OpinionIsrael at War

No more ceasefires

Hamas must release all hostages and surrender.

U.S. President Joe Biden speaks about the release of Israeli, U.S. and other hostages in exchange for accused Hamas terrorists from Nantucket, Mass., on on Nov. 26, 2023. Source: YouTube/White House.
U.S. President Joe Biden speaks about the release of Israeli, U.S. and other hostages in exchange for accused Hamas terrorists from Nantucket, Mass., on on Nov. 26, 2023. Source: YouTube/White House.
Farley Weiss and Leonard Grunstein
Farley Weiss and Leonard Grunstein are authors of the new book Because It’s Just and Right: The Untold Back-Story of the U.S. Recognition of Jerusalem as the Capital of Israel and Moving the U.S. Embassy to Jerusalem.

At the moment, 26 out of the 27 E.U. member states support an immediate ceasefire between Israel and Hamas without requiring Hamas to unconditionally release all its hostages and surrender. At the same time, Hamas is demanding that Israel release 5,000 terrorists in exchange for the remaining hostages and exit Gaza, which would leave Hamas with a significant terrorist force intact.

The sheer arrogance of such demands appears irrational, given the crushing military defeat Hamas is suffering and its likely destruction once Israel fully enters Rafah. But Hamas and its allies’ propaganda war has given the terrorists hope, as they see support for Israel’s war waning somewhat, even in the United States.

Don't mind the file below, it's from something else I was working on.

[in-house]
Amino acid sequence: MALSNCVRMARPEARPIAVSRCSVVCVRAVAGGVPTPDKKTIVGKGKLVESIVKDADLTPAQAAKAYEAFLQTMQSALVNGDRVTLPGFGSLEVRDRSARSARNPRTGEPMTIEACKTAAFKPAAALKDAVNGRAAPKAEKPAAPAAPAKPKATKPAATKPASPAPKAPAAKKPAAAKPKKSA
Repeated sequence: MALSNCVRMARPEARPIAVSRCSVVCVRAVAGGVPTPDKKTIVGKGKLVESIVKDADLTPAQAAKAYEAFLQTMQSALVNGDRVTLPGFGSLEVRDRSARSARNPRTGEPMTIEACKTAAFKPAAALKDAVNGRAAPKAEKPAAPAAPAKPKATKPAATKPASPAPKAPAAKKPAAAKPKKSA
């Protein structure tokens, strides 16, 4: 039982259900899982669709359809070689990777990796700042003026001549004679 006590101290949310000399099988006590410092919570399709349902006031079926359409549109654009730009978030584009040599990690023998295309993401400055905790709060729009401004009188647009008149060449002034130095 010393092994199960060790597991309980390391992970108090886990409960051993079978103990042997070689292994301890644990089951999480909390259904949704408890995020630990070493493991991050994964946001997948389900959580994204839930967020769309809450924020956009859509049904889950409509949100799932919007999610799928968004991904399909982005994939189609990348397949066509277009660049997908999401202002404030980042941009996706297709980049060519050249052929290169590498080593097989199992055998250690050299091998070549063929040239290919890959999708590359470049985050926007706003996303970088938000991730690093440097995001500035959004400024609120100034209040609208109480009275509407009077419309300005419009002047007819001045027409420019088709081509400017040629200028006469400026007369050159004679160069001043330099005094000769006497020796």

The previous “humanitarian pause” in the fighting, which began on Nov. 24, 2023, is instructive. The pause was brief because, after receiving wildly disproportionate releases of terrorist prisoners, Hamas simply broke the truce and resumed its attacks. It also reneged on its agreement to provide the Red Cross access to the remaining hostages and to deliver medication to them. Israel now reports that numerous hostages have died in captivity and many of those released show signs of starvation, torture and sexual abuse.